“Almost half of Class 5 students in rural schools can’t do basic subtraction, less than half can’t read Class 2 text”

Almost half of the Class 5 students in rural schools cannot solve a two-digit subtraction problem. Less than half of them can read text meant for a Class 2 child.

Rural school enrolment continues to be high and educational infrastructure may have improved in the two years since the Right to Education Act came into effect, but a major non-governmental survey warns that village children’s ability to read and do basic arithmetic has been on a sharp decline since then.

The Annual Status of Education Report (ASER) 2012, facilitated by NGO Pratham, was released by Human Resource Development Minister M.M. Pallam Raju here on Thursday.

Carried out in the final months of 2012, it reached about six lakh children and 3.3 lakh households, covering more than 16,000 villages in 567 districts.

It found a sharp fall in learning outcomes — especially in arithmetic — over the last two years. In 2010, 70.9 per cent of Class 5 children were able to solve subtraction problems. Last year, that fell to 61 per cent. This year, there has been a further drop to 53.5 per cent. In fact, almost 20 per cent cannot even recognise two-digit numbers. Apart from Andhra Pradesh, Karnataka and Kerala, which have held steady or improved, every major State has seen a substantial drop in basic arithmetic levels, according to the survey.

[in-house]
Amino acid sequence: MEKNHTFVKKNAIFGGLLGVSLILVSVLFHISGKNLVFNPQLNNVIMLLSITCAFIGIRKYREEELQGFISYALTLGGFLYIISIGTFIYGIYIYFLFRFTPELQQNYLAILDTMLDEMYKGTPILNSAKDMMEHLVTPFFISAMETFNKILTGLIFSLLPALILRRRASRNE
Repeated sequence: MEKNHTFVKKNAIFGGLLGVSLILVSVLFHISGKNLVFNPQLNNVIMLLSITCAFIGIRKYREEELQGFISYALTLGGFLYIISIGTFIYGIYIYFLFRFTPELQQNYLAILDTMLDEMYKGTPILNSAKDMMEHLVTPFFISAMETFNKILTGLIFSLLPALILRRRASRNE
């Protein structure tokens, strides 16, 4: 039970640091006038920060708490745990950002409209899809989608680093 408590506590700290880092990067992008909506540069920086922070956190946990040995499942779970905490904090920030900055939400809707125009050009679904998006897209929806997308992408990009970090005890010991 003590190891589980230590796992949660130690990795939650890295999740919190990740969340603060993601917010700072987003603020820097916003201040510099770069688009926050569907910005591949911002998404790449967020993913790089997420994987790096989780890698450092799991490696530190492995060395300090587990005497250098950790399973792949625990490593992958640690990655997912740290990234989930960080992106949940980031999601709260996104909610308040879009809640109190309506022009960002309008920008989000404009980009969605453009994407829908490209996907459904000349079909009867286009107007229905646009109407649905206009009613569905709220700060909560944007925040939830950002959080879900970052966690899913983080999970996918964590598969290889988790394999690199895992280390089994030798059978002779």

Pratham founder Madhav Chavan and economist Abhijit Banerjee seemed to link the fall in learning outcomes to the RTE’s emphasis on continuous assessment as opposed to examinations, and its emphasis on “completing the syllabus.”

However, the Minister rejected such an analysis. “I don’t want to judge why the learning outcomes have declined…I will certainly not attribute it to the factor of CCE [continuous comprehensive evaluation],” he said. He admitted that some of the results were dismaying, but also seemed to play down ASER’s findings, calling it a “dipstick survey.”

With regard to enrolment, the number of children aged 6 to 14 in school remained above 96 per cent for the fourth consecutive year, despite a slight 0.2 per cent decrease since last year.

When it comes to girls in the 11 to 14 years age group, the scenario is slightly more worrying, especially in Rajasthan and Uttar Pradesh, where the percentage of girls of that age out of school has risen to more than 11 per cent this year.

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